Can You ‘Catch’ Depression?

Posted on July 8, 2013

We all know how easy it is to catch your roommate’s cold or flu, but what about his or her mood? New research claims that, in some situations, a depressed mood can be contagious.

The authors of the new study, which is published in the journal Clinical Psychological Science, based their hypothesis on the existing understanding of “cognitive vulnerability” — the characteristic of responding negatively to stressful life events. Such individuals may simply be more vulnerable to depression. It may also be that cognitive vulnerability is caused by a sense that their actions are the result of things out of their control.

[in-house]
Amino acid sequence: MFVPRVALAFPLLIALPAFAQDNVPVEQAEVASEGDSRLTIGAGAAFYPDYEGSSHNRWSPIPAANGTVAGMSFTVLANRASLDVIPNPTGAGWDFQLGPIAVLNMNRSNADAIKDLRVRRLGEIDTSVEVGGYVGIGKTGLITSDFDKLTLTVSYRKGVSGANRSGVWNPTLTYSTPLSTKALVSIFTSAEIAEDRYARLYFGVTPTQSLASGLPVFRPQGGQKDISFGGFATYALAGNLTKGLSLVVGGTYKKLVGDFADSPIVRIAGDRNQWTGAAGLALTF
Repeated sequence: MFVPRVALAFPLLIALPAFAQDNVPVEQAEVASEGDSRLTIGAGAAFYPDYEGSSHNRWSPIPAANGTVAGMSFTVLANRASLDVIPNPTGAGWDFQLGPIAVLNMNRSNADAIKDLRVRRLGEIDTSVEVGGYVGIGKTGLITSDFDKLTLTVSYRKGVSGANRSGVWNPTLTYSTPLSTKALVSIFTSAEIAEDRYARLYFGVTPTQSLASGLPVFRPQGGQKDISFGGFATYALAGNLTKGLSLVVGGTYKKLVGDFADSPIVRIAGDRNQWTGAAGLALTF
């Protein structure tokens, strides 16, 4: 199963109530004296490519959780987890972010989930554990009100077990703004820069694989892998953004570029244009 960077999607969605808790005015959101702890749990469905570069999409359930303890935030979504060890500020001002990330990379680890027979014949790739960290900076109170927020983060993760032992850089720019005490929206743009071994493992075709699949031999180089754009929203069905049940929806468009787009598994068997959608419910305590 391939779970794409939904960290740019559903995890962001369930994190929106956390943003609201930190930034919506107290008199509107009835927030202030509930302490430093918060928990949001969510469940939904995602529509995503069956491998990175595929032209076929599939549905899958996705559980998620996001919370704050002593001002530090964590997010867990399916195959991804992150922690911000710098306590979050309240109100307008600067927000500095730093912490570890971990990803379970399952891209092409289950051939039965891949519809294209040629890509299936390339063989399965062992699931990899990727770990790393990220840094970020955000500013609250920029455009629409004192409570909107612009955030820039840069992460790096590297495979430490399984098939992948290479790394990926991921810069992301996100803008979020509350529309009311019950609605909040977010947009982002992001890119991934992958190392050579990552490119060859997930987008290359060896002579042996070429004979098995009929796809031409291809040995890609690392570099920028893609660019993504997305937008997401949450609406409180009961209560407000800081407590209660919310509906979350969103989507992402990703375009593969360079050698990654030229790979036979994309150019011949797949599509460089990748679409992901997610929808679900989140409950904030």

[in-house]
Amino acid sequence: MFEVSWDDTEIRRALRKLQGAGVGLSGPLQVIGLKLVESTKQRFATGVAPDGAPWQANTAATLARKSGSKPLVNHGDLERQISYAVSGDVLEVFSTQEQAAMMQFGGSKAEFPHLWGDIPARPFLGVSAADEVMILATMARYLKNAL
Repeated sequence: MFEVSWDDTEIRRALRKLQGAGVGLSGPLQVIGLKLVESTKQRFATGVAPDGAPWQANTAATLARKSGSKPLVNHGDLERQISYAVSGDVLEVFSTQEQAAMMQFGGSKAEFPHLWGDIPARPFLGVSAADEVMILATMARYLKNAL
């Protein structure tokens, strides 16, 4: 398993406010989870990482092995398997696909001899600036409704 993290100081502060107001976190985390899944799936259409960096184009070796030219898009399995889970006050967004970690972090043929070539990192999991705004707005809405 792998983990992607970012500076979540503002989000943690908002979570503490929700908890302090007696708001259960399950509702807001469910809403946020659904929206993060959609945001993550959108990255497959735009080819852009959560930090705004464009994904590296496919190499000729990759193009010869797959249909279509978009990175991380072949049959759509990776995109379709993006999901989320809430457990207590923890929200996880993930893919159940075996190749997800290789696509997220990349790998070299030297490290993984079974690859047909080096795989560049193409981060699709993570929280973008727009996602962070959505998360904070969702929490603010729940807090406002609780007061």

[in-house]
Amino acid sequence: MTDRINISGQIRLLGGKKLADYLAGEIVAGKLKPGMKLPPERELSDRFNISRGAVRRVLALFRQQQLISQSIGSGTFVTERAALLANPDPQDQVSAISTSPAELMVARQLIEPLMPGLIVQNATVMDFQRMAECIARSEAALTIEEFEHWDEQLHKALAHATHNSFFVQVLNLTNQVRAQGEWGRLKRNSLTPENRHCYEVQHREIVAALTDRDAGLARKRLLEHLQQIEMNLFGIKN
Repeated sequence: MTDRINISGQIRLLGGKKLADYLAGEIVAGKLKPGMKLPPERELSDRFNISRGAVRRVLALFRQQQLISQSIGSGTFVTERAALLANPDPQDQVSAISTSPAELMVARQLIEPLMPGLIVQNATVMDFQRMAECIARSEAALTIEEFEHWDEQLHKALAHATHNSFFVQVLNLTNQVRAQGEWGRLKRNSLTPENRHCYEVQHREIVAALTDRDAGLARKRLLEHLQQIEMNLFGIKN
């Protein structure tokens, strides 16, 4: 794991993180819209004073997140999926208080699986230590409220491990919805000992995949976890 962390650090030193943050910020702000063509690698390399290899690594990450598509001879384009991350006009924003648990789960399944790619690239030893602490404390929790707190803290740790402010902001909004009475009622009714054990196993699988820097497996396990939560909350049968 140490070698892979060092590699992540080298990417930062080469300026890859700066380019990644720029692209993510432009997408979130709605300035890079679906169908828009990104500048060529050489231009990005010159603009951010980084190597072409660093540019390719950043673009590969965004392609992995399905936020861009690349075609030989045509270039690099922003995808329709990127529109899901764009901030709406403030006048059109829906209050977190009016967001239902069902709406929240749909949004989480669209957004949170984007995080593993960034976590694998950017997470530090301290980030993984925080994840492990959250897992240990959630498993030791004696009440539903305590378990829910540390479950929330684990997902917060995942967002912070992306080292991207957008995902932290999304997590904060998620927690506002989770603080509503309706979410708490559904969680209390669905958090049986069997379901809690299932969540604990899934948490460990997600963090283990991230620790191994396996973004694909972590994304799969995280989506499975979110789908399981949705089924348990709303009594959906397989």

Cognitive vulnerability has long been believed to solidify in adolescence and remain stable through the course of adulthood, but the authors of this study sought to show that cognitive vulnerability can fluctuate, especially during times of social change or environmental transition.

The researchers at the University of Notre Dame evaluated more than 100 pairs of randomly assigned roommates who had just started their freshman years at college — a time of social and environmental flux which can be stressful for many. Within one month of arriving on campus, each student completed an initial questionnaire of cognitive vulnerability and depressive symptoms. They completed the same questionnaire 3 and 6 months later, and, at these times, listed particularly stressful life events that had occurred.

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Source material from Brain Blogger

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